Beverly Hosford by Beverly Hosford

Nobody likes to get cancelled on at the last minute. Especially when your career and livelihood depend on it. A cancellation policy is a form of written communication that prevents conversations about cancellations from being too awkward. This blog examines what you need to consider when crafting a cancellation policy and how to appropriate communicate your policy to your clients.

Here are two primary reasons a cancellation policy is valuable to you as a health and fitness pro:

  1. It gets you to consider your professional boundaries.
  2. It communicates those boundaries to your client in advance of a cancellation.

Before creating your own cancellation policy, answer the following questions on a piece of paper or on your computer. Clarify your thoughts further by talking your answers through with a colleague or mentor:

  • What are your expectations of your clients for accountability and attendance?
  • Do you allow one cancellation without charge as a courtesy?
  • How far in advance should your clients cancel to avoid charges? 24 hours? 48 hours?
  • Do you charge for a half or full session when your client cancels within the set window?
  • Do you have exceptions for canceling within the window? Illness? Emergency?
  • How many cancellations do you allow before you talk with the client about the issue?
  • What other thoughts do you have about cancellations?

Coping with a Chronic Canceler

Even with a policy on paper and clear boundaries in mind, there is usually one client who pushes the limits. You may have a client who constantly cancels within the window to avoid paying but leaves you with an empty appointment more often than you’d like. You might have a client who cancels and pays for the missed session, but isn’t getting results or making progress because of his or her lack of commitment.

Once you decide that a client’s cancellation habits are a problem for either of you, it’s time for a conversation. The cancellation policy itself won’t do the talking, but it is there as written back-up. Having a record of when the client canceled and why could be helpful to have on hand when you decide to talk about the issue with the person.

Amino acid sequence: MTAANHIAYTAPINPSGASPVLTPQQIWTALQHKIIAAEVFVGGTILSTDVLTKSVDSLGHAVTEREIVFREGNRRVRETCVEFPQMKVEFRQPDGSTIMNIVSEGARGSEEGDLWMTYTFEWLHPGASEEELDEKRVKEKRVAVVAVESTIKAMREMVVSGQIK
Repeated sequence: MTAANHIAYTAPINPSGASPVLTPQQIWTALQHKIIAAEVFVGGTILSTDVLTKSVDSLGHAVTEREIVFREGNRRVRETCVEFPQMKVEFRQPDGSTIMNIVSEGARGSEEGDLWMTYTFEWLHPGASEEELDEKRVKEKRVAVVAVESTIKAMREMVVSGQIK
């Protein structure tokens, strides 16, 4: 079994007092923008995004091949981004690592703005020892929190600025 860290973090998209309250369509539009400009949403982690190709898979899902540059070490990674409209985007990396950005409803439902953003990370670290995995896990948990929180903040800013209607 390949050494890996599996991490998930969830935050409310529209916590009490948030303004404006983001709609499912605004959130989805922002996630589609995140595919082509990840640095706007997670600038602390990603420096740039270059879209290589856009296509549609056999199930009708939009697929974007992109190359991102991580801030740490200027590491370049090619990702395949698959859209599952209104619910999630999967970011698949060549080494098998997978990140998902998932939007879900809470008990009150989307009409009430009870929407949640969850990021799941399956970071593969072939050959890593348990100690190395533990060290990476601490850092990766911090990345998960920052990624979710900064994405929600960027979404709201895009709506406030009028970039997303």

Conversations With Chronic Cancelers

Here are two examples of clients who cancel and what you could say to them. Calmly and confidently express your concerns and then pause to provide the client space to respond.

Scenario A: Max cancels frequently, but before the window. He follows your rules and never has to pay for the session, but you are left with an empty space and no pay.

“Max, I appreciate you honoring my cancelation policy and giving me as much notice as you can when you’re unable to make a session. I’m having trouble finding someone else to come in at the last minute and am left with unpaid time too often. I’m sure you realize that I only earn money when clients are paying. I enjoy having you as a client, but need to keep my schedule full to stay in business. Can we find a way to make this work for both of us?”

Scenario B: Julie cancels on the regular, but within the window and doesn’t seem to mind paying. She values your time and wants to keep her spot even if she can’t make it. However, she seems disappointed that she isn’t losing weight and always appears to be tired.

“Julie, I appreciate you compensating me when you can’t make your session. It’s nice that you respect my time. I’m concerned that you’re not meeting the goals you came to me with because we aren’t together consistently. How do you feel about your fitness goals and missing sessions?”

Consider how you would handle these two situations. A well-thought-out cancellation policy is a vital career component that creates a stable foundation for communication with clients. It’s also a self-awareness tool that aligns you with your career more consciously.

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